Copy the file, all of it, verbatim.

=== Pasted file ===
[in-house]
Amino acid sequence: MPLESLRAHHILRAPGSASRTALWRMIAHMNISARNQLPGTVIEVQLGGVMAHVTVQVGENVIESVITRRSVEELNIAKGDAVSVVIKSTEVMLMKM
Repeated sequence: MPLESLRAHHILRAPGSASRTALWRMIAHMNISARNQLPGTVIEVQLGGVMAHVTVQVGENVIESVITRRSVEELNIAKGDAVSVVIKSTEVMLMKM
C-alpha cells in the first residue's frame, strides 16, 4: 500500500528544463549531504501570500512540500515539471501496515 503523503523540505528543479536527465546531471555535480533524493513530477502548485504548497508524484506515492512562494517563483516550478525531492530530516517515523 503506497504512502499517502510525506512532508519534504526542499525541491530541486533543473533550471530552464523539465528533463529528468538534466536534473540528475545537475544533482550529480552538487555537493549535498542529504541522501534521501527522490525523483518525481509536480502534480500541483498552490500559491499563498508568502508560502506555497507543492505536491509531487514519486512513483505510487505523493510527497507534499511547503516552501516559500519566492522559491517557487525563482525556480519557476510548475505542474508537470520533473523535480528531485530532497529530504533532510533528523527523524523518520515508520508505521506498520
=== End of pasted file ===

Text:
[in-house]
Amino acid sequence: MPLESLRAHHILRAPGSASRTALWRMIAHMNISARNQLPGTVIEVQLGGVMAHVTVQVGENVIESVITRRSVEELNIAKGDAVSVVIKSTEVMLMKM
Repeated sequence: MPLESLRAHHILRAPGSASRTALWRMIAHMNISARNQLPGTVIEVQLGGVMAHVTVQVGENVIESVITRRSVEELNIAKGDAVSVVIKSTEVMLMKM
C-alpha cells in the first residue's frame, strides 16, 4: 500500500528544463549531504501570500512540500515539471501496515 503523503523540505528543479536527465546531471555535480533524493513530477502548485504548497508524484506515492512562494517563483516550478525531492530530516517515523 503506497504512502499517502510525506512532508519534504526542499525541491530541486533543473533550471530552464523539465528533463529528468538534466536534473540528475545537475544533482550529480552538487555537493549535498542529504541522501534521501527522490525523483518525481509536480502534480500541483498552490500559491499563498508568502508560502506555497507543492505536491509531487514519486512513483505510487505523493510527497507534499511547503516552501516559500519566492522559491517557487525563482525556480519557476510548475505542474508537470520533473523535480528531485530532497529530504533532510533528523527523524523518520515508520508505521506498520